Custody Mediation in North Carolina
Written by: Kaitlin Romanelli Myers, Esq.
North Carolina requires parents and parties to attend court ordered custody mediation before they can have a hearing regarding custody.
If parents cannot come to an agreement regarding custody on their own, they will have to attend custody mediation. There are limited circumstances in which this can be waived, generally waiver occurs when there is domestic violence involved or “good cause” can be shown. However, most cases go through the mediation process.
Custody mediation occurs through the Custody Mediation Program, which is a two step process. Both parents must first participate in an orientation class. Currently, in Buncombe County and many other counties, this is done virtually using ZOOM. The mediation orientation lasts approximately two (2) hours and contains a video that lays out the process. The mediator will report back to the court which parties attended orientation.
After both parents have attended the orientation, the mediator will schedule a mediation session. The mediation is parents/parties only. This means that only parties to the custody action may attend.
The mediator is present and guides the parties through the process to see if an agreement can be reached as to custody. The mediator acts as a go-between and is neutral to both sides to keep the process as civil as possible. The mediator serves to facilitate the conversation, identify issues, and suggest remedies/solutions. The mediator does not make any decisions regarding custody.
If the process is not progressing productively, or if the parties cannot be civil, the mediator has the right to end the session. The mediator will only report to the court who attended and whether or not an agreement was reached. The conversations in mediation cannot be used as evidence in a later hearing.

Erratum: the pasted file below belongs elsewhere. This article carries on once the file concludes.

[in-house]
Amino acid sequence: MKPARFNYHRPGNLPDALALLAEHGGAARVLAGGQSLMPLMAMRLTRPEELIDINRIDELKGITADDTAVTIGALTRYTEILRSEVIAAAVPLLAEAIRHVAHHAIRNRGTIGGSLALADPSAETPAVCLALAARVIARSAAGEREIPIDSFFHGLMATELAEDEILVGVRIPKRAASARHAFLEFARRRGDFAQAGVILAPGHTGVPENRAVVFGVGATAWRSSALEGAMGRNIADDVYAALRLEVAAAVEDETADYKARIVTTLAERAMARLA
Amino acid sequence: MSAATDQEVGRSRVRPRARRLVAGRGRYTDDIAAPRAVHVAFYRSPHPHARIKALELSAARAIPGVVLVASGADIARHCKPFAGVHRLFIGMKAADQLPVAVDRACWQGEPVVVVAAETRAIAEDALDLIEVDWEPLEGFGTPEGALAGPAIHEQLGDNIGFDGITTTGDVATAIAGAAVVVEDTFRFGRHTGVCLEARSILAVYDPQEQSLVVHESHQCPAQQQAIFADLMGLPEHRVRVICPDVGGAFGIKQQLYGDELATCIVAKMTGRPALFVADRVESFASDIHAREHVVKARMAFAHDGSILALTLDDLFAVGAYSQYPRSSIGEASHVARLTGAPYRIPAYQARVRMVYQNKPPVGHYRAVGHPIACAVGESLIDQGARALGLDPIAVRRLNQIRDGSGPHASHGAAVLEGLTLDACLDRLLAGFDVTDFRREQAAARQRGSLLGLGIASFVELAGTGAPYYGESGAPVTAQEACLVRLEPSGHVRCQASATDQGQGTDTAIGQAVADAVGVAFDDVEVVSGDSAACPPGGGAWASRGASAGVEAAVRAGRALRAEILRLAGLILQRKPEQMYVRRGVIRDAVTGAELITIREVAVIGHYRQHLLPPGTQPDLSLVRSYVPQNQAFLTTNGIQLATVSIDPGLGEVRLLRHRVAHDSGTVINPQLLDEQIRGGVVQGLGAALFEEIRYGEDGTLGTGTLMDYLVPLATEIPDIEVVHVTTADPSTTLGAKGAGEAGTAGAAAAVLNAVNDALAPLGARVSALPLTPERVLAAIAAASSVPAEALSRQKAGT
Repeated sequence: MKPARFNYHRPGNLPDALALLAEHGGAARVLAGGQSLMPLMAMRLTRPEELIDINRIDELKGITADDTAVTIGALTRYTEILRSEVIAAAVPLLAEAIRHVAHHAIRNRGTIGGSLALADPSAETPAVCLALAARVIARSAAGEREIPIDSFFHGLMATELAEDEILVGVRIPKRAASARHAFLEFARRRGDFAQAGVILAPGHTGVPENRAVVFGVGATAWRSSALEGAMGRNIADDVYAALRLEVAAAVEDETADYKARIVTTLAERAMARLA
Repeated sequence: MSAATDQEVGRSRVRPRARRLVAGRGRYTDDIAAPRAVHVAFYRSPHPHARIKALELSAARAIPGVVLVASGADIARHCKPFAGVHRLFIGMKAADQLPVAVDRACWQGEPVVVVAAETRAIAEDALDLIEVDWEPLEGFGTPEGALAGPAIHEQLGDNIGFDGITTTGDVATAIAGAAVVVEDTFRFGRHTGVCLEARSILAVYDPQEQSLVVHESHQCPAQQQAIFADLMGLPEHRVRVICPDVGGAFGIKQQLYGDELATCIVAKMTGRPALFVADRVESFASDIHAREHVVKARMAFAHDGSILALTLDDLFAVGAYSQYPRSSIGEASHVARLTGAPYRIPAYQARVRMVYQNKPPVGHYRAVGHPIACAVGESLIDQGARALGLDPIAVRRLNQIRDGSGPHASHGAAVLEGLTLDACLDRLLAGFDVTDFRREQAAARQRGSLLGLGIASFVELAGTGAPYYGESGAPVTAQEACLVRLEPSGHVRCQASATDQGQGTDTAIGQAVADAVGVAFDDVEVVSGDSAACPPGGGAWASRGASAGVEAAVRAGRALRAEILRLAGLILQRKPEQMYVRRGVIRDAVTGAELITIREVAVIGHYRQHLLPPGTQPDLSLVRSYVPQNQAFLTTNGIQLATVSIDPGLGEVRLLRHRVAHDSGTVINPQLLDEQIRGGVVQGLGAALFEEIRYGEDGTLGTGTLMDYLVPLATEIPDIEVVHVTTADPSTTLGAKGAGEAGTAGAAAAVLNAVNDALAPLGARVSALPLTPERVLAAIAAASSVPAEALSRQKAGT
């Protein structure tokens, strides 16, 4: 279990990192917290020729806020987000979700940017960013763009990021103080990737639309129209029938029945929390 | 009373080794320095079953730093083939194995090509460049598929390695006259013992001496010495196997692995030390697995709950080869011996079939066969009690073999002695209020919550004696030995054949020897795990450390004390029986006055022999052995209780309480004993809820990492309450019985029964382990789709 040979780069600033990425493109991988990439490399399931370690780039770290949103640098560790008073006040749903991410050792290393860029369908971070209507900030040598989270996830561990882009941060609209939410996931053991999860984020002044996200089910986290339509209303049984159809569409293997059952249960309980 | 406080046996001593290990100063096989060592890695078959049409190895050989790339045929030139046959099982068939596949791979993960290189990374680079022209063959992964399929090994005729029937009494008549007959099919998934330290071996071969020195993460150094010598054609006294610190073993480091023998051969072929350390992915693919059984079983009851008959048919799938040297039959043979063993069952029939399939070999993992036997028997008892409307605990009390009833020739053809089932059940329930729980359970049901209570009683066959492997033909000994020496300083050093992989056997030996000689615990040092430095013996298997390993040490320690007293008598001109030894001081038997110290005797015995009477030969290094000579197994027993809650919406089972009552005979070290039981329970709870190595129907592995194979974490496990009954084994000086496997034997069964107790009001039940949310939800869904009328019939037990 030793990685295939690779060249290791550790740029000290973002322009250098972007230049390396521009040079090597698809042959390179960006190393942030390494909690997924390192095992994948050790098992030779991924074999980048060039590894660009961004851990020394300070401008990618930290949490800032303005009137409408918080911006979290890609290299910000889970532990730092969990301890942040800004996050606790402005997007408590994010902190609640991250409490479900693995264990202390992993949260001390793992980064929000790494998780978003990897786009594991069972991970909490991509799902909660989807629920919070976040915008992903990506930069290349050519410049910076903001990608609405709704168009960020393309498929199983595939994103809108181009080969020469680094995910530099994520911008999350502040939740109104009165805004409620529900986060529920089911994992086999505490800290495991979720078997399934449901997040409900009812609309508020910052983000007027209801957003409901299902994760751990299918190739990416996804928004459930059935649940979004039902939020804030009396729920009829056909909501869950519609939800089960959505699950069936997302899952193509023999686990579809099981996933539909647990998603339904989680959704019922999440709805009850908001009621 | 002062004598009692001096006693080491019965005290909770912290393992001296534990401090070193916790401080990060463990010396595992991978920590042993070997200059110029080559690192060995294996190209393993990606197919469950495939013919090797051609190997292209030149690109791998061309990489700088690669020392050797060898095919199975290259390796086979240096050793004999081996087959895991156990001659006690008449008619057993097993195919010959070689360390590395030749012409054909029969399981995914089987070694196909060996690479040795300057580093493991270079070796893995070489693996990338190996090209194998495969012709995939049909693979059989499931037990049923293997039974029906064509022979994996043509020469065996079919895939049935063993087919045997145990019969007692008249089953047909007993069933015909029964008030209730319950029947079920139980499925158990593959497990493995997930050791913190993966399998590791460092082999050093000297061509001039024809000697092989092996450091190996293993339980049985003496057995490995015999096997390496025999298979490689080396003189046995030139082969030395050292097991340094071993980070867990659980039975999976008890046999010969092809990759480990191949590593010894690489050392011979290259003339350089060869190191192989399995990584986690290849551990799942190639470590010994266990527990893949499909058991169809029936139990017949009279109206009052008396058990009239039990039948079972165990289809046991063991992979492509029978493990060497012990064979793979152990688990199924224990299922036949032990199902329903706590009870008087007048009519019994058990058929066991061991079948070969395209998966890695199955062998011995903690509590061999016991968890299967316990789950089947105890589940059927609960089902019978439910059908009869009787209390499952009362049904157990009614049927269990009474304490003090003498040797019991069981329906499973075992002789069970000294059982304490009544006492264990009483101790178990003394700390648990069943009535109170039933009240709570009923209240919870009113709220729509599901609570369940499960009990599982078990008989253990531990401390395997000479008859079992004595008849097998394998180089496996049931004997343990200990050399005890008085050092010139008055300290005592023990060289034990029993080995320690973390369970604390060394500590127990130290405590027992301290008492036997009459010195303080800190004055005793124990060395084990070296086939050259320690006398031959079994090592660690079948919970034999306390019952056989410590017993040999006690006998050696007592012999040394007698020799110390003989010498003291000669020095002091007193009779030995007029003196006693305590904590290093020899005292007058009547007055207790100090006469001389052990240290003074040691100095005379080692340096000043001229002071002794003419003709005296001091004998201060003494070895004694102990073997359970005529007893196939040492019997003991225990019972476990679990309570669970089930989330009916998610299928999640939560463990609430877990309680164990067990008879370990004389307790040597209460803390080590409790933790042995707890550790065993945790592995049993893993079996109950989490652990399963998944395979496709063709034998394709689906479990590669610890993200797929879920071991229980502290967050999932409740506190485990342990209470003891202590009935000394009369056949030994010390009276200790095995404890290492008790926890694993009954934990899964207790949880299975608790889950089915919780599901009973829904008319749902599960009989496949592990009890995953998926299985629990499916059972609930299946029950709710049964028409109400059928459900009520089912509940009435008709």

If mediation is successful, a Parenting Agreement will be drafted. A Parenting Agreement can be a full or partial agreement, which lays out what the parties specifically agreed to. Once the agreement is drafted the parents then have an opportunity to discuss the mediated agreement with their attorney, if they have one, before signing.
Parents have the right to request changes, and if the other parent agrees, it will be added to the agreement. If a final resolution is reached, both parents will send in their signature and a Judge will sign the final order.
Either parent can change their mind and decide not to sign the agreement. In that case, the mediator reports back to the court that no agreement is reached and then the parties may proceed to a custody hearing before the court.
The family law attorneys at Hall, Booth, Smith, P.C. are here to help you through the mediation process and any subsequent trials. If you have questions about custody of your child, or child custody mediation, you should consult with an attorney to discuss the specific facts and what to expect in negotiating or litigating custody. If you have a custody matter in Asheville or the surrounding areas, you can call 828-232-4481.